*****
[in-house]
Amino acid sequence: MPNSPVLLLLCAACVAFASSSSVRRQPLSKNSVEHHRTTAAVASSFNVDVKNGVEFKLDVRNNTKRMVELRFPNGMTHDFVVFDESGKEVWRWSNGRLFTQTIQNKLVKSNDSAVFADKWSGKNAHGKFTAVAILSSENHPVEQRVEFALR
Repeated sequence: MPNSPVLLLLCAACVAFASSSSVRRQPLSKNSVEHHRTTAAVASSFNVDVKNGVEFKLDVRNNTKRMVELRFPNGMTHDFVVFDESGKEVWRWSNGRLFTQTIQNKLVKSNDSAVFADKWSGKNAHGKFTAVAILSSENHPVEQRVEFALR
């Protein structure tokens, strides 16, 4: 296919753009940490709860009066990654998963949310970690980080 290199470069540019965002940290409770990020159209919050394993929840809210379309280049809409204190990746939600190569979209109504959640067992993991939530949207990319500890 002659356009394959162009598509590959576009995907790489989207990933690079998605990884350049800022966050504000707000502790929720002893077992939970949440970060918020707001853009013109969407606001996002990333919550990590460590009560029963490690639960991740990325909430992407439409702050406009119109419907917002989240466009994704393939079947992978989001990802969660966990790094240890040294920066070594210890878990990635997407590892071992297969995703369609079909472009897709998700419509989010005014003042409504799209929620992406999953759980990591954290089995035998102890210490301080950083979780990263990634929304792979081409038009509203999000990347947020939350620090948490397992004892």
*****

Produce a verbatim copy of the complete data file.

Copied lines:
[in-house]
Amino acid sequence: MPNSPVLLLLCAACVAFASSSSVRRQPLSKNSVEHHRTTAAVASSFNVDVKNGVEFKLDVRNNTKRMVELRFPNGMTHDFVVFDESGKEVWRWSNGRLFTQTIQNKLVKSNDSAVFADKWSGKNAHGKFTAVAILSSENHPVEQRVEFALR
Repeated sequence: MPNSPVLLLLCAACVAFASSSSVRRQPLSKNSVEHHRTTAAVASSFNVDVKNGVEFKLDVRNNTKRMVELRFPNGMTHDFVVFDESGKEVWRWSNGRLFTQTIQNKLVKSNDSAVFADKWSGKNAHGKFTAVAILSSENHPVEQRVEFALR
């Protein structure tokens, strides 16, 4: 296919753009940490709860009066990654998963949310970690980080 290199470069540019965002940290409770990020159209919050394993929840809210379309280049809409204190990746939600190569979209109504959640067992993991939530949207990319500890 002659356009394959162009598509590959576009995907790489989207990933690079998605990884350049800022966050504000707000502790929720002893077992939970949440970060918020707001853009013109969407606001996002990333919550990590460590009560029963490690639960991740990325909430992407439409702050406009119109419907917002989240466009994704393939079947992978989001990802969660966990790094240890040294920066070594210890878990990635997407590892071992297969995703369609079909472009897709998700419509989010005014003042409504799209929620992406999953759980990591954290089995035998102890210490301080950083979780990263990634929304792979081409038009509203999000990347947020939350620090948490397992004892």